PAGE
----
Did you ever wonder why fish eat bright pink worm patterns, or Thingamabobbers for that matter?
Ever watch a trout refuse your dry fly and wonder what he saw that he didn’t like? A trout’s eye serves the same purpose as ours but it functions in a very different way. The subject of how trout see the world is a complicated one but the basics are well worth your time. Understanding how the fish eye works can help you imagine the watery world they see, and it may give you some insight that will help you catch them. The following are some simple principals to keep in mind.
Water as a visual medium
Water is a poor conductor of light at its best. It affects the way fish see color as well as their visual acuity. Water absorbs light at different rates depending on its wavelength or color. Long wavelength light, colors like red and orange, are absorbed quickly while short wavelengths like blue and violet are absorbed more slowly. This means that as light passes through more and more water, warm colors fade to black while cooler colors fade more slowly. Overall, as a fish moves into deeper water his environment becomes darker, at which point the biology of the fish’s eye affects his perception of color as well.
It is not necessary however for a fish to be in deep water for its vision to be affected by the absorption of light. The rules hold true for a fish in shallow water, viewing an object at a distance. A red streamer, for example, that is running at a depth of one foot, where there is plenty of red light, will appear black to a fish viewing it from fifteen feet away. As the fish closes on the fly, however, the red will become vivid. The same would not be true at a depth of fifteen feet. At that depth the fly would remain black to the fish, even at close range.
Ultraviolet light, which we do not see but trout do, is scattered in water. Colors like white and reflective materials like flash are visible to fish at long distances but may appear blurred by this effect. These flies will get a fish’s attention from a distance and become sharper as the fish draws near.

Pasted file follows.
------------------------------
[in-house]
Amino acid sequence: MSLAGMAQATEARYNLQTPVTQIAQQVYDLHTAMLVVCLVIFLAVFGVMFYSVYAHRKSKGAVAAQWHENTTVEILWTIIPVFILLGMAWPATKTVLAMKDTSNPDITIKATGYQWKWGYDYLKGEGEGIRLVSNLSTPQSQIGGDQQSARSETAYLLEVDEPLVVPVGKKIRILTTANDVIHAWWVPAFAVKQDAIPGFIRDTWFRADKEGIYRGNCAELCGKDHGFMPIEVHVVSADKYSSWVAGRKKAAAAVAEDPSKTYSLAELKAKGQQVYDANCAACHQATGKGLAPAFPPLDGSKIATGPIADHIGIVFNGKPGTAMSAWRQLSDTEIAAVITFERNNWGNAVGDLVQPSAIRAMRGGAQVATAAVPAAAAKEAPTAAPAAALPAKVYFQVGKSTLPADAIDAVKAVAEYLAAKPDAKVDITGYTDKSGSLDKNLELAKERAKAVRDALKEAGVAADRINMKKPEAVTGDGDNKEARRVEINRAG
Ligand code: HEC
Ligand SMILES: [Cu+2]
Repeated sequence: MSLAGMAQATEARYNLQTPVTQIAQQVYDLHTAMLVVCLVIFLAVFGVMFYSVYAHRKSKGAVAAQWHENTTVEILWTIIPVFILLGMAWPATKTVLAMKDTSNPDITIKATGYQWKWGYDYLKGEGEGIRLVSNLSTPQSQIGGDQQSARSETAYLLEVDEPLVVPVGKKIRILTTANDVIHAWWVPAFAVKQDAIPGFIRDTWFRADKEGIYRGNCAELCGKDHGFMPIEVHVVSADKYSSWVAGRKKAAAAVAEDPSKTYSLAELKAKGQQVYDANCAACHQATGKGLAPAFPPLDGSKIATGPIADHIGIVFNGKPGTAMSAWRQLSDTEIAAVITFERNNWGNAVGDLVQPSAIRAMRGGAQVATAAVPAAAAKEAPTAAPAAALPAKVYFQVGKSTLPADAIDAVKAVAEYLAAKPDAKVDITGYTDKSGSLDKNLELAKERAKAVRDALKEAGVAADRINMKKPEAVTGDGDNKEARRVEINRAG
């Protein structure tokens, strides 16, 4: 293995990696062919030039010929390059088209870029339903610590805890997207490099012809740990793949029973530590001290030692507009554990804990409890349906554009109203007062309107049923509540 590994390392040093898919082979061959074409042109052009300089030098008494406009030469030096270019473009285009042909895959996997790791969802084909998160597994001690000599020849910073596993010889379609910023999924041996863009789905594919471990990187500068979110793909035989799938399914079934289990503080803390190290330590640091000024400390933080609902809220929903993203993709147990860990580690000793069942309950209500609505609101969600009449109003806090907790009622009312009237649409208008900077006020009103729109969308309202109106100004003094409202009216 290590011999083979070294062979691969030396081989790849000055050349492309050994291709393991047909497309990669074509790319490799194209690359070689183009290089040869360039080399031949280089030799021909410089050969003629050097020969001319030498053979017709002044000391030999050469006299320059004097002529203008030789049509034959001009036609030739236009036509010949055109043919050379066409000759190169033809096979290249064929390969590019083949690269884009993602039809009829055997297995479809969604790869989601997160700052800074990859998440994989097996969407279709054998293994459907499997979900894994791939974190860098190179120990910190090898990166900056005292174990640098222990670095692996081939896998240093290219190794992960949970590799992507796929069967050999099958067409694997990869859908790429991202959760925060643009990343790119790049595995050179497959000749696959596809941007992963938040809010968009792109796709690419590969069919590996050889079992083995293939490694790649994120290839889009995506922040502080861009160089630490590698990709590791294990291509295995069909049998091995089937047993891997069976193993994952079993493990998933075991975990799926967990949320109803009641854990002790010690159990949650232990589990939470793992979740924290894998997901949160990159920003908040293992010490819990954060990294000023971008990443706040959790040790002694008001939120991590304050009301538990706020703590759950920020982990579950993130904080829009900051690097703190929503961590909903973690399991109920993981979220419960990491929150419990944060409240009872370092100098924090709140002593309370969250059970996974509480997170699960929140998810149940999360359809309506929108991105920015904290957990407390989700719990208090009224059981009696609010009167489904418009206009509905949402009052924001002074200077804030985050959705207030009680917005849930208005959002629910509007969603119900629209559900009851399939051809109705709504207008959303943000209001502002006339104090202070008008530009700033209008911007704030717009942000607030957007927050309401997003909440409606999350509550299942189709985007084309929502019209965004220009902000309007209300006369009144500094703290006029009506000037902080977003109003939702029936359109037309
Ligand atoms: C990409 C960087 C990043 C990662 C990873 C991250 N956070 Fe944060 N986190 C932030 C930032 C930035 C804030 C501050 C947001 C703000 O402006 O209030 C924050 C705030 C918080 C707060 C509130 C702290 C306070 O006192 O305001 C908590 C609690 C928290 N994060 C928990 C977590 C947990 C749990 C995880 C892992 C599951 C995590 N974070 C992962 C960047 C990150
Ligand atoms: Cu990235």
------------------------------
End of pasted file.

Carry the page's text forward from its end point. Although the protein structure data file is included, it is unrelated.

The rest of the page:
Color perception and visual acuity are both affected by the chemical composition of the water as well as what foreign matter is present. Tea stained water, which is present in many mountain streams, absorbs UV light quickly, changing the rules dramatically. In these conditions warmer colors become more important and while fish may see less color overall their visual acuity will improve. When water is dirty, light is scattered by foreign particles and the fish’s environment becomes darker with little visual acuity.
The biology of a trout’s eye
The biology of a trout’s eye is similar to ours in some ways and very different in others. Their eye has an iris, a lens and a retina with both cone cells and rod cells, much like our eyes, but each functions in a different manner. The human iris or pupil dilates and constricts to regulate the amount of light reaching the retina. The trout’s iris is fixed and the retina itself adapts to changing light levels. Human eyes focus by changing the shape of the lens. A trout’s eye focuses by moving the lens closer to, or further from, the retina. The trout’s vision is very sharp in its focus but its depth of field, to use a photographic term, is limited.
The function of the trout’s eye which is of most interest to anglers is the adaptation of the retina to changing light conditions. To understand how it works we must first understand the cone and rod cells themselves. Cone cells see color and require bright light. The trout has four different types of cone cells. Humans only have three. Each type of cone cell is sensitive to a different wavelength of light. The trout’s extra cone cells see the UV spectrum and in some species dwindle with age. The trout’s eye is also more sensitive to the red spectrum than the human’s. The color it has the least ability to discern is green and the color it sees best is blue. Rod cells are very sensitive in low light and give the trout excellent night vision. These cells do not see color. To the rod cell the world is black and white.